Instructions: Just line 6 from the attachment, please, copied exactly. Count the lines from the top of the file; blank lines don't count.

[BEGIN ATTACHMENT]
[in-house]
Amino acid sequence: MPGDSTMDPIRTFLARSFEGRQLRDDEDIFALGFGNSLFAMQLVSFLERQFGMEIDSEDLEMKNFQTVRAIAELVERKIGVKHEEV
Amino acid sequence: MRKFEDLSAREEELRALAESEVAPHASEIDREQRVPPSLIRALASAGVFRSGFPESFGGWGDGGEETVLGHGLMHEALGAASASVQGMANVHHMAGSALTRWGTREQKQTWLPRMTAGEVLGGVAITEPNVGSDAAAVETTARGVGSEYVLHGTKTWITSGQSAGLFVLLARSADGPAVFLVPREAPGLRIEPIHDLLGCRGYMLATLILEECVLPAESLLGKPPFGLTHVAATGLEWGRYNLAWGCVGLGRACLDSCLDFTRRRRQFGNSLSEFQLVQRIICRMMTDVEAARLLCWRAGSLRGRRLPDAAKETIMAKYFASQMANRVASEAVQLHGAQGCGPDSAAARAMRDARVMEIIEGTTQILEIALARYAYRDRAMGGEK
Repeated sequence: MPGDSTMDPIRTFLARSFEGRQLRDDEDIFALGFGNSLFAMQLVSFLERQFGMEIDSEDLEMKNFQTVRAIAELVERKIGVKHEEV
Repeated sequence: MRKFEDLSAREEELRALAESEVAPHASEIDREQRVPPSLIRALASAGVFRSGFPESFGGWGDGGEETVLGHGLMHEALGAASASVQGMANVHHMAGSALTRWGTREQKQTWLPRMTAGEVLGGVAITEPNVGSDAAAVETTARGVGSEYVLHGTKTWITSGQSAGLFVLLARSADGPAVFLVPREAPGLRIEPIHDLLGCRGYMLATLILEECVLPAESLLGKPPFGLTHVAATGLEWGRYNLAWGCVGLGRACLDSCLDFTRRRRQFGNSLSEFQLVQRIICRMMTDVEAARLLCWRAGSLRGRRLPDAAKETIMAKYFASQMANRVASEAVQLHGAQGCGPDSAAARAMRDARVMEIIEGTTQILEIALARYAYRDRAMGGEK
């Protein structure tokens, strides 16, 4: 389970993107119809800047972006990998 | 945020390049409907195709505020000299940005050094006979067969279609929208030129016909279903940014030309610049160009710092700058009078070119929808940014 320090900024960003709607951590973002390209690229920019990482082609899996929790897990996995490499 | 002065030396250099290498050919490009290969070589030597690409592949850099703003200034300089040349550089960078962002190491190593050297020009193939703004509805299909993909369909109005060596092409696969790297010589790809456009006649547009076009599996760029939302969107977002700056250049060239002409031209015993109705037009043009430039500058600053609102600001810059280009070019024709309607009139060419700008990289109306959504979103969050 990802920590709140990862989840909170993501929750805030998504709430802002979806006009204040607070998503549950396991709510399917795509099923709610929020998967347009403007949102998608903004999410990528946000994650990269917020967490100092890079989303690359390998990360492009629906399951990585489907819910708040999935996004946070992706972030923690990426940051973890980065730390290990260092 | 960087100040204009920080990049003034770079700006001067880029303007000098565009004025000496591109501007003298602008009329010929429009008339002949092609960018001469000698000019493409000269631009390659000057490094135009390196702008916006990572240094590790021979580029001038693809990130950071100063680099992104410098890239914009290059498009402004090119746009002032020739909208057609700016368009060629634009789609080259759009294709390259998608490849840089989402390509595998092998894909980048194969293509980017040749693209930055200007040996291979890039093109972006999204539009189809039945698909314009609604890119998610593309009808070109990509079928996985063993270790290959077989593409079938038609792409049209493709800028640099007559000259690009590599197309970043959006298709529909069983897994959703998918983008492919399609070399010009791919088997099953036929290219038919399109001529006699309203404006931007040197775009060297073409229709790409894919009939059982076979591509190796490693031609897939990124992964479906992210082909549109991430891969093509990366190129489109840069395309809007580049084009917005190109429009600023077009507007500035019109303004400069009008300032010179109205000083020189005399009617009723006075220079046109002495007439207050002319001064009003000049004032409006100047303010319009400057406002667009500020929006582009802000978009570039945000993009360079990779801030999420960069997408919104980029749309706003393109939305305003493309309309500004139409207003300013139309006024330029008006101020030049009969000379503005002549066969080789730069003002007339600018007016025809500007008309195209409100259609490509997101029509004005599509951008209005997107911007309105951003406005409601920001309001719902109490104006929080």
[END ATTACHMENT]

């Protein structure tokens, strides 16, 4: 389970993107119809800047972006990998 | 945020390049409907195709505020000299940005050094006979067969279609929208030129016909279903940014030309610049160009710092700058009078070119929808940014 320090900024960003709607951590973002390209690229920019990482082609899996929790897990996995490499 | 002065030396250099290498050919490009290969070589030597690409592949850099703003200034300089040349550089960078962002190491190593050297020009193939703004509805299909993909369909109005060596092409696969790297010589790809456009006649547009076009599996760029939302969107977002700056250049060239002409031209015993109705037009043009430039500058600053609102600001810059280009070019024709309607009139060419700008990289109306959504979103969050 990802920590709140990862989840909170993501929750805030998504709430802002979806006009204040607070998503549950396991709510399917795509099923709610929020998967347009403007949102998608903004999410990528946000994650990269917020967490100092890079989303690359390998990360492009629906399951990585489907819910708040999935996004946070992706972030923690990426940051973890980065730390290990260092 | 960087100040204009920080990049003034770079700006001067880029303007000098565009004025000496591109501007003298602008009329010929429009008339002949092609960018001469000698000019493409000269631009390659000057490094135009390196702008916006990572240094590790021979580029001038693809990130950071100063680099992104410098890239914009290059498009402004090119746009002032020739909208057609700016368009060629634009789609080259759009294709390259998608490849840089989402390509595998092998894909980048194969293509980017040749693209930055200007040996291979890039093109972006999204539009189809039945698909314009609604890119998610593309009808070109990509079928996985063993270790290959077989593409079938038609792409049209493709800028640099007559000259690009590599197309970043959006298709529909069983897994959703998918983008492919399609070399010009791919088997099953036929290219038919399109001529006699309203404006931007040197775009060297073409229709790409894919009939059982076979591509190796490693031609897939990124992964479906992210082909549109991430891969093509990366190129489109840069395309809007580049084009917005190109429009600023077009507007500035019109303004400069009008300032010179109205000083020189005399009617009723006075220079046109002495007439207050002319001064009003000049004032409006100047303010319009400057406002667009500020929006582009802000978009570039945000993009360079990779801030999420960069997408919104980029749309706003393109939305305003493309309309500004139409207003300013139309006024330029008006101020030049009969000379503005002549066969080789730069003002007339600018007016025809500007008309195209409100259609490509997101029509004005599509951008209005997107911007309105951003406005409601920001309001719902109490104006929080």